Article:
Changes needed at ACC

Two recent reports on the Accident Compensation Corporation should be a wake-up call to the board and senior management.

First there was the internal review of the controversial change to the way it manages claims which found its benefits were unclear and there is some question whether promised financial gains will be realised by the end of the decade.

The $74million (and counting) "Next Generation Case Management" overhaul of the claims system, introduced in September 2020, was meant to improve case management, save money, reduce staff workloads and also be more client-centred.

However, what it appears to have done is overwhelm many staff and raise staff turnover, increase minor privacy breaches, cost more than planned, and offer questionable benefit for people making claims.

Then, last week came the damning review by Linda Clark into access to information and use of client information at ACC. This followed RNZ’s reporting last year on two incidents: some call centre staff in Hamilton and Dunedin sharing details of clients injuries and making fun of them in a private Snapchat called "ACC whores", and a client who was distressed that his "sensitive claim" had been accessed by more than 90 staff.

Ms Clark’s review shows a shocking paucity of understanding of privacy within the organisation — even though the Privacy Act is nearly 30 years old.

Since the scandal of the emailing of information about 6700 claimants to Bronwyn Pullar, and the resulting 2012 review by KPMG and former Australian privacy commissioner Malcolm Crompton, the organisation has had almost an obsession about ensuring such breaches do not occur again. In doing so it has failed to recognise other privacy risks.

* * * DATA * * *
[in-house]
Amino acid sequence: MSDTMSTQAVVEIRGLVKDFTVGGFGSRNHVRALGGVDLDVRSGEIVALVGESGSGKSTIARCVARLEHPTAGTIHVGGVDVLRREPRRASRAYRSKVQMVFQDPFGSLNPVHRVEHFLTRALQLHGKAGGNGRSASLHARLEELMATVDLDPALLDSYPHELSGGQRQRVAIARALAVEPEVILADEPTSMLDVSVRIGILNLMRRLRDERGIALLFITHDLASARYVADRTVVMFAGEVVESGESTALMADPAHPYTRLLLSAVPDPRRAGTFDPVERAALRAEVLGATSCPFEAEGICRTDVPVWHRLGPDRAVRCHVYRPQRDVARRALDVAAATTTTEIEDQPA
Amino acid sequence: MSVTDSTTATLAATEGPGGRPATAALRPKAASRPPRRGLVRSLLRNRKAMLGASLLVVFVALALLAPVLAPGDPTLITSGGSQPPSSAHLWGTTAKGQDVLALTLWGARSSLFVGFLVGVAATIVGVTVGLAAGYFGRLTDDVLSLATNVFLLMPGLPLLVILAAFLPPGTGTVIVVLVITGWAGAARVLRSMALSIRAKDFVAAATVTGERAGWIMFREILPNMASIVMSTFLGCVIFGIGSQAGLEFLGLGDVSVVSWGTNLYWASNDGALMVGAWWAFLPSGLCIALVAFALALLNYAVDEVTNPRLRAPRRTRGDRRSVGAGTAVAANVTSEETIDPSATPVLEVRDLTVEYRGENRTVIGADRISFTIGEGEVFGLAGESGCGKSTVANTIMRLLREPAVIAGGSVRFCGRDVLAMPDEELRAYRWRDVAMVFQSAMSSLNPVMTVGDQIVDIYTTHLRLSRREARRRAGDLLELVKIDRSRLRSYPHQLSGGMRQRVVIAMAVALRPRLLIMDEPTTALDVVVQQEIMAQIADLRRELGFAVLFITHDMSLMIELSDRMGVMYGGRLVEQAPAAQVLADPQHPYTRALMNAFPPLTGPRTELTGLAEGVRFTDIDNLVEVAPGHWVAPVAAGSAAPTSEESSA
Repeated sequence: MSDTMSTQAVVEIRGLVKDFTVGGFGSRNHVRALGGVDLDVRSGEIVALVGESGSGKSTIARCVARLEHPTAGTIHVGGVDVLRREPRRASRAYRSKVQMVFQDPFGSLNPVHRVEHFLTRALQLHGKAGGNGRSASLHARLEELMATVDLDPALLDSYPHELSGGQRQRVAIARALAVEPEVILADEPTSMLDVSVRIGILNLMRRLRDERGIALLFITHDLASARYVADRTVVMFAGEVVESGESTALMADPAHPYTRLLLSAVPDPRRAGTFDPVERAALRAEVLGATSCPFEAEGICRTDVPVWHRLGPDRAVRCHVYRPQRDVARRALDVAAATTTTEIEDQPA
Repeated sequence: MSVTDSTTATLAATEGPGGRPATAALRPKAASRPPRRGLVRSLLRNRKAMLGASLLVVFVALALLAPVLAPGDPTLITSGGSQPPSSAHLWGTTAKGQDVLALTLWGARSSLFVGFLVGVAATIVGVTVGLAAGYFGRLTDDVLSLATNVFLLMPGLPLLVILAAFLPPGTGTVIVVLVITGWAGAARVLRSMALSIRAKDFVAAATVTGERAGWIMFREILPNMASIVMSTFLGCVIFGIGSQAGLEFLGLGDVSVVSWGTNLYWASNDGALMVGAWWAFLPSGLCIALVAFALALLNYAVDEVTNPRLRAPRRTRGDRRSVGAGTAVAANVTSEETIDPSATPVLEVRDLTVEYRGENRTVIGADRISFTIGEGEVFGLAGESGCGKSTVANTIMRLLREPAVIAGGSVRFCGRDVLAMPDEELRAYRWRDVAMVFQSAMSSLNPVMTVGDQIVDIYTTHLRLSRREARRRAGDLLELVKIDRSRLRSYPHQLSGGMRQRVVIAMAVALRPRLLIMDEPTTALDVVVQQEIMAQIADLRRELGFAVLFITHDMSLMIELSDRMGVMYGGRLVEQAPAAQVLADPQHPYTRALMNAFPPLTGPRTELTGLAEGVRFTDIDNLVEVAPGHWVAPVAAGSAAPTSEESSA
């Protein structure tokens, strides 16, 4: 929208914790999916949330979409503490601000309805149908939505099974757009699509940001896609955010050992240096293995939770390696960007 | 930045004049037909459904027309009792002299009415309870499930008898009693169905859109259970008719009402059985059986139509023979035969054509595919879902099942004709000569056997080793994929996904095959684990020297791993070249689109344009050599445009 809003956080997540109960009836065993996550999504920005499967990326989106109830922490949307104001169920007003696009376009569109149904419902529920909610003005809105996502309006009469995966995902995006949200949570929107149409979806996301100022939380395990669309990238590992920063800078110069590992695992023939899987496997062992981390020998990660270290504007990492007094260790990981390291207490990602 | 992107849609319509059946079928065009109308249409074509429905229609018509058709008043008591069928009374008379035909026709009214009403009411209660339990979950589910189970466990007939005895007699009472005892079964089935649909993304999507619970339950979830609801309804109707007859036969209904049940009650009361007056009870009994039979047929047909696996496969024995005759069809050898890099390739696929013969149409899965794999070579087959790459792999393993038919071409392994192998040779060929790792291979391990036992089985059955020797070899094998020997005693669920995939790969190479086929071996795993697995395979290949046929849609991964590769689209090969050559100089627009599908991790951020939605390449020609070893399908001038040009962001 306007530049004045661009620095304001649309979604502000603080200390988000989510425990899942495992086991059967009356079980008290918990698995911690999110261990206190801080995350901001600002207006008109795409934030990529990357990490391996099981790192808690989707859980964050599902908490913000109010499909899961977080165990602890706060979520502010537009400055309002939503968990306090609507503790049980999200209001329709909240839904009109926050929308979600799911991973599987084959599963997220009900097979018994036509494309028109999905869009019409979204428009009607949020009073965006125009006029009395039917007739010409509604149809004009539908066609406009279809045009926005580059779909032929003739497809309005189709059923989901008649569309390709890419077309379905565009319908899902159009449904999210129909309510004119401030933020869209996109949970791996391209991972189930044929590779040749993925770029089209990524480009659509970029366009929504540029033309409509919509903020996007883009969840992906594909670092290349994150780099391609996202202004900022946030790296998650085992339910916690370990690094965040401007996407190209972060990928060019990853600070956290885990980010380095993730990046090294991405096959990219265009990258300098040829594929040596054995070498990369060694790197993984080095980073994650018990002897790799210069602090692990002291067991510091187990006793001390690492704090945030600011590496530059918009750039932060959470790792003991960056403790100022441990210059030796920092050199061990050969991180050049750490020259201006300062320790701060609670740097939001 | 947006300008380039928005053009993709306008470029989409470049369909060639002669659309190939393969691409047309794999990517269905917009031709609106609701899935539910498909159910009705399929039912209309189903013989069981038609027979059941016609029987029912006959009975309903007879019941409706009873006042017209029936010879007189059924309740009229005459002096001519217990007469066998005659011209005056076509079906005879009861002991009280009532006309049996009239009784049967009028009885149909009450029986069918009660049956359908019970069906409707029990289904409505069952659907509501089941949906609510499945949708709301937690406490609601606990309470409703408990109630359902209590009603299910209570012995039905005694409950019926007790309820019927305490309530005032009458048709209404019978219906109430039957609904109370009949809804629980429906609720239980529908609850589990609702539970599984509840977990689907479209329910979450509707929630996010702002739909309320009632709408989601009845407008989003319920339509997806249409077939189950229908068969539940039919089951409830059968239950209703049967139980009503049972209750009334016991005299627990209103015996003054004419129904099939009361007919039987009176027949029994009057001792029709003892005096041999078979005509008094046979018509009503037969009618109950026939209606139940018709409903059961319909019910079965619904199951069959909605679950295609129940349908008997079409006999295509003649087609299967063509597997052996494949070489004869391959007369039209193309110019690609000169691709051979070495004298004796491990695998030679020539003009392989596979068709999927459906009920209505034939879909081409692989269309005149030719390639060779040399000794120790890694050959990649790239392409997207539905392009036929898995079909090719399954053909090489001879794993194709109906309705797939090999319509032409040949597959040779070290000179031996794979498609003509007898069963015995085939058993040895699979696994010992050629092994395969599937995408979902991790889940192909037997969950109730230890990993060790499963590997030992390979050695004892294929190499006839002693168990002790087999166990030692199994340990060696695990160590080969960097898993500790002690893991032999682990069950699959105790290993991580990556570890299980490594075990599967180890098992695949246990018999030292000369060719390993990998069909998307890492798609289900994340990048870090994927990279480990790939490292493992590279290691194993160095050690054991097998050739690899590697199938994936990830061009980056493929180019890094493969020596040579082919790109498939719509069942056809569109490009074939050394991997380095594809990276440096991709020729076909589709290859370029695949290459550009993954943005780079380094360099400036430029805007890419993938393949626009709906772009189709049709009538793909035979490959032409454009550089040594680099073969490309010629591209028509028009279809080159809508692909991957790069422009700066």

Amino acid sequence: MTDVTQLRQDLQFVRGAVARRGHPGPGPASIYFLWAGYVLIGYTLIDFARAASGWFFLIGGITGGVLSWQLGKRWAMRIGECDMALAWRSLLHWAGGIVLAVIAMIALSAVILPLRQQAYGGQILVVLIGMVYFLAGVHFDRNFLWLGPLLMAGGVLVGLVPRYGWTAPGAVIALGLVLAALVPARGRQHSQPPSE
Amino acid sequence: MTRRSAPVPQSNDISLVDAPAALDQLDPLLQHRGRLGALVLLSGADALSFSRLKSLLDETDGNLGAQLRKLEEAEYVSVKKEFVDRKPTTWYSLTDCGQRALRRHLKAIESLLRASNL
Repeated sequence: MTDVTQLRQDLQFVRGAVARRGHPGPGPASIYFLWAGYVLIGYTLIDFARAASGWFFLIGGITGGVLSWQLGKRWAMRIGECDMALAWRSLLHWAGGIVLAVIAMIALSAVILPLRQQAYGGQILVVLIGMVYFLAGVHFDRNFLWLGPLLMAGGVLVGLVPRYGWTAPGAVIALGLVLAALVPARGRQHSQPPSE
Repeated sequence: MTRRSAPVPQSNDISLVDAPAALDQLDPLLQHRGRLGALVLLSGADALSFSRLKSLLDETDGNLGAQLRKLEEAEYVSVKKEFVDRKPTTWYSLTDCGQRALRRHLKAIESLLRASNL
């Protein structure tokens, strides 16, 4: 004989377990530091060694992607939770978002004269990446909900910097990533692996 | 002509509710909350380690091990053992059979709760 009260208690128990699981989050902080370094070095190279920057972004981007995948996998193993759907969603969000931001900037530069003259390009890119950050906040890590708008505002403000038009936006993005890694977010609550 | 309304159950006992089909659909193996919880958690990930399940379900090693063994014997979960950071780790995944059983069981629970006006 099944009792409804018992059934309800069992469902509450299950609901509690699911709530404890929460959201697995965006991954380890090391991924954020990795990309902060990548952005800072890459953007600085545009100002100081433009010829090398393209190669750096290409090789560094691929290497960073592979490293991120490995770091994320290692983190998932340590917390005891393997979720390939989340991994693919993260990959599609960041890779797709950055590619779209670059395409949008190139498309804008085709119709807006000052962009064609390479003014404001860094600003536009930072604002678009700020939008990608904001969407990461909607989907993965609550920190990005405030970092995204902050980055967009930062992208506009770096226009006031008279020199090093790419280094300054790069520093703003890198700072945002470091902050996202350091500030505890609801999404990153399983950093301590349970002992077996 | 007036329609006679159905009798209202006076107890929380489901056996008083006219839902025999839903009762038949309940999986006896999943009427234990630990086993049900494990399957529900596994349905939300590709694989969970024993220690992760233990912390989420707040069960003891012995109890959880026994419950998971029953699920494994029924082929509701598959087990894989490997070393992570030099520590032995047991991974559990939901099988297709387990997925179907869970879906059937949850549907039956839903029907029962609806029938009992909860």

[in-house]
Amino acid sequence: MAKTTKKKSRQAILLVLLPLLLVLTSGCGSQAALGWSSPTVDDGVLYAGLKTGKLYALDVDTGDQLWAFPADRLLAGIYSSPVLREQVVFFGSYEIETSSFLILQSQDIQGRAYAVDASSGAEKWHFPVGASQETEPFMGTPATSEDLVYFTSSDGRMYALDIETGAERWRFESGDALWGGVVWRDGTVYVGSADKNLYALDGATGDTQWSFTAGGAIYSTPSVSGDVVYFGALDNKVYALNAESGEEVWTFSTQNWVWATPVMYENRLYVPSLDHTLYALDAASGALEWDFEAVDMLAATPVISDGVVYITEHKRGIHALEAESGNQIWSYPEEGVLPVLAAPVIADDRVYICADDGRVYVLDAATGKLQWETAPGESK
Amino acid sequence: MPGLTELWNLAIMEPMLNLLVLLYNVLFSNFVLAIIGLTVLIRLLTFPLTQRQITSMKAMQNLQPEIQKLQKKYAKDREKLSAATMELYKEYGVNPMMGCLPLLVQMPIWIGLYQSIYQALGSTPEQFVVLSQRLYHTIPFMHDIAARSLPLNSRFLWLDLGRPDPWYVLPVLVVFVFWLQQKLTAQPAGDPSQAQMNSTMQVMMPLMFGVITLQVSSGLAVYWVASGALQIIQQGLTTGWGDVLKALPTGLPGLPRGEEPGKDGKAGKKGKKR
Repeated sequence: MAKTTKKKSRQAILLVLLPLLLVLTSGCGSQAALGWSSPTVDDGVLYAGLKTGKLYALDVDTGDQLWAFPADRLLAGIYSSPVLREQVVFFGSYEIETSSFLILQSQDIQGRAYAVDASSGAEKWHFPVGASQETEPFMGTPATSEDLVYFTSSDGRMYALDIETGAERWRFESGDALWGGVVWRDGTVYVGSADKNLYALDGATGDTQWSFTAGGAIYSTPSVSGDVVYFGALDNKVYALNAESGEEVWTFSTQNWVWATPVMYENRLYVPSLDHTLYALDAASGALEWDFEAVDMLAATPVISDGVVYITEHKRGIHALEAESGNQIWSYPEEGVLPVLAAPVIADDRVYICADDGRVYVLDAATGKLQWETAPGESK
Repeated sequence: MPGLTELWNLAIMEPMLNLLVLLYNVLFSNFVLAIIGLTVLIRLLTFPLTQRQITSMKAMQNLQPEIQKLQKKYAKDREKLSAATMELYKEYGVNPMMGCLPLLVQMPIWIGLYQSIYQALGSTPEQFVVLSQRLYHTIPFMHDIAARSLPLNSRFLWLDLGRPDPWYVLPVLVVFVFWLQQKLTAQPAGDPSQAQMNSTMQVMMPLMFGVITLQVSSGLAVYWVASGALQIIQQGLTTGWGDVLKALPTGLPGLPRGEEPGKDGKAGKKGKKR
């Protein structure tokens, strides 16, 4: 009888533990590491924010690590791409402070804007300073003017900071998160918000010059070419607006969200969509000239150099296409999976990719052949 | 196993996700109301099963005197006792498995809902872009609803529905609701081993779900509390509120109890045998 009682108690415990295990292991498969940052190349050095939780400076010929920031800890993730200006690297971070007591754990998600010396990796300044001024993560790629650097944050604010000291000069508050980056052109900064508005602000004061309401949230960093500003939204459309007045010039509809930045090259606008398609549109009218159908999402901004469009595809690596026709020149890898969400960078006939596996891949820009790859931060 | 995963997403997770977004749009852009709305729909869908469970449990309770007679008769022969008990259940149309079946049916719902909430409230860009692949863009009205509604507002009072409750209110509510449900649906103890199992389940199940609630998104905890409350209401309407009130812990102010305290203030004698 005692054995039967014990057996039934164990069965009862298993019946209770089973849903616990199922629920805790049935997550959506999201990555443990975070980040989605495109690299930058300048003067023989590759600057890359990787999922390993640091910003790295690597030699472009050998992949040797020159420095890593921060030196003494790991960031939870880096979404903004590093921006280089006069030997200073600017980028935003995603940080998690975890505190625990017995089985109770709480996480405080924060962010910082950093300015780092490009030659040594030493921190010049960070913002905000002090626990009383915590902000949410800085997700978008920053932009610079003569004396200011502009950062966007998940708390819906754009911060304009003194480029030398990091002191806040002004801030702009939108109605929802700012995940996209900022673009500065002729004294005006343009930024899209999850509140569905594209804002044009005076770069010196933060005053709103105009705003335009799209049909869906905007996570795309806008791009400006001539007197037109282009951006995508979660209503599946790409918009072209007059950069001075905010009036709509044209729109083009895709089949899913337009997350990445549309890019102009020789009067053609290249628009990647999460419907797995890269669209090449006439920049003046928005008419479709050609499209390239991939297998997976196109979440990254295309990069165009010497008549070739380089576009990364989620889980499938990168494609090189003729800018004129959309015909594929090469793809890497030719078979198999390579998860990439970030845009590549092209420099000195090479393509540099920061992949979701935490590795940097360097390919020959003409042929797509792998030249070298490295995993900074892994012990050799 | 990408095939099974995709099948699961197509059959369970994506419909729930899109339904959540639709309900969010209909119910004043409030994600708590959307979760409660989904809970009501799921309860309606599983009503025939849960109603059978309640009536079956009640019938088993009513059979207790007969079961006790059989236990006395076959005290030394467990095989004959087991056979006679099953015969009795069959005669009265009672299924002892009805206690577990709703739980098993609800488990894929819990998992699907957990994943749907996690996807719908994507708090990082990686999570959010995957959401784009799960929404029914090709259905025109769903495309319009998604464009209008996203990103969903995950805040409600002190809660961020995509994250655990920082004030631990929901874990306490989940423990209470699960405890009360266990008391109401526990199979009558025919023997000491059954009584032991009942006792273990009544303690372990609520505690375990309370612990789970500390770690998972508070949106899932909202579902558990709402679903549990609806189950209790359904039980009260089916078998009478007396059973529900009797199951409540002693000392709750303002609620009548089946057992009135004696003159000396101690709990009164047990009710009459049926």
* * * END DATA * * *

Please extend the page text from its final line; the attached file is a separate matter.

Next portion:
Given the importance of managing personal information to the organisation’s key role, Ms Clark’s team expected to find a clearly laid out plan for how information was received, managed, used disclosed, retained and then destroyed. However, while staff interviewed understood what access rights they had to information to do their jobs, they could not provide a complete description of what Ms Clark called the client information journey.

"Likewise, no guidelines describing the circumstances in which personnel should or should not access client information in the course of their role were available."

Staff understanding of privacy was limited with many interviewees drawing "an artificial distinction between sensitive claims and other claims, as if the personal information held in respect of the general claims was in some way less private or able to be managed with fewer protections". As Ms Clark rightly points out, all claims can and do contain sensitive information, such as a client’s mental health, family living arrangements or income.

Auditing processes were poor with no regular and proactive spot checks on access.

This high trust setting of its limited monitoring and auditing processes was a policy decision, Ms Clark said.

Accountability for privacy was opaque and answers were hard to find, despite the 2012 review urging the organisation to take steps to create a culture of respect for client privacy under which everyone in the organisation has ownership and responsibility for protecting personal information.

Her report includes a raft of recommendations for improvements, some of which are already under way, although all of them will not be completed until the end of next year.

Those involved in the Snapchat incident lost their jobs, but have those responsible for the "vacuum of leadership" which included not having proper policies in place and checking they were followed, ensuring there were safe ways for staff to debrief and vent after dealing with difficult calls, and the concentration on tasks rather than the client, been censured?

It hardly seems fair.

We trust the new Privacy Commissioner, Michael Webster, who comes to the role after being Secretary of the Cabinet and Clerk of the Executive Council, will be casting a weather eye on what happens next.

 

 

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